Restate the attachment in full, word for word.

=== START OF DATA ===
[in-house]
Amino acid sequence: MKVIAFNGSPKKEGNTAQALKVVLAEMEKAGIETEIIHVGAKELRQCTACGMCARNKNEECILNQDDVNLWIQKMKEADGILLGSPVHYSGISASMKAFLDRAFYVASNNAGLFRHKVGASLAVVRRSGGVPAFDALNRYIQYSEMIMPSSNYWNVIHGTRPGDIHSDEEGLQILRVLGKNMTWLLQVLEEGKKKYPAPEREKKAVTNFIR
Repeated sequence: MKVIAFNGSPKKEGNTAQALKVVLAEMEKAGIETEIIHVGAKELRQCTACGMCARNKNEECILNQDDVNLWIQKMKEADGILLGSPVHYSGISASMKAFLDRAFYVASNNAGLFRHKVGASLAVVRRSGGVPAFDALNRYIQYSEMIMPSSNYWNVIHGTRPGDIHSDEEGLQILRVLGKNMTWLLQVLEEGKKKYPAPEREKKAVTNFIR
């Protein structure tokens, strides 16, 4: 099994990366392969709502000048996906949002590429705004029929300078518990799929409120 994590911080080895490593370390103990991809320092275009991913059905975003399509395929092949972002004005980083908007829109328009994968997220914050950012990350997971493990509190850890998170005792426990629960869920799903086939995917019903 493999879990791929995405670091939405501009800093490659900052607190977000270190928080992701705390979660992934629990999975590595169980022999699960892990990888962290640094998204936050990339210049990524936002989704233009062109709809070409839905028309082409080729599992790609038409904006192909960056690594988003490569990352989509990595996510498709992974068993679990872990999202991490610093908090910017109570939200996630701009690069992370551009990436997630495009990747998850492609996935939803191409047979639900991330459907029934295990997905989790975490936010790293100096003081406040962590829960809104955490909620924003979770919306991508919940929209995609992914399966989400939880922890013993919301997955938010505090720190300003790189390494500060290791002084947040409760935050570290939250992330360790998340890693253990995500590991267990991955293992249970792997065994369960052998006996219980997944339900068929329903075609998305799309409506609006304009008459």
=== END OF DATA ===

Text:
[in-house]
Amino acid sequence: MKVIAFNGSPKKEGNTAQALKVVLAEMEKAGIETEIIHVGAKELRQCTACGMCARNKNEECILNQDDVNLWIQKMKEADGILLGSPVHYSGISASMKAFLDRAFYVASNNAGLFRHKVGASLAVVRRSGGVPAFDALNRYIQYSEMIMPSSNYWNVIHGTRPGDIHSDEEGLQILRVLGKNMTWLLQVLEEGKKKYPAPEREKKAVTNFIR
Repeated sequence: MKVIAFNGSPKKEGNTAQALKVVLAEMEKAGIETEIIHVGAKELRQCTACGMCARNKNEECILNQDDVNLWIQKMKEADGILLGSPVHYSGISASMKAFLDRAFYVASNNAGLFRHKVGASLAVVRRSGGVPAFDALNRYIQYSEMIMPSSNYWNVIHGTRPGDIHSDEEGLQILRVLGKNMTWLLQVLEEGKKKYPAPEREKKAVTNFIR
């Protein structure tokens, strides 16, 4: 099994990366392969709502000048996906949002590429705004029929300078518990799929409120 994590911080080895490593370390103990991809320092275009991913059905975003399509395929092949972002004005980083908007829109328009994968997220914050950012990350997971493990509190850890998170005792426990629960869920799903086939995917019903 493999879990791929995405670091939405501009800093490659900052607190977000270190928080992701705390979660992934629990999975590595169980022999699960892990990888962290640094998204936050990339210049990524936002989704233009062109709809070409839905028309082409080729599992790609038409904006192909960056690594988003490569990352989509990595996510498709992974068993679990872990999202991490610093908090910017109570939200996630701009690069992370551009990436997630495009990747998850492609996935939803191409047979639900991330459907029934295990997905989790975490936010790293100096003081406040962590829960809104955490909620924003979770919306991508919940929209995609992914399966989400939880922890013993919301997955938010505090720190300003790189390494500060290791002084947040409760935050570290939250992330360790998340890693253990995500590991267990991955293992249970792997065994369960052998006996219980997944339900068929329903075609998305799309409506609006304009008459």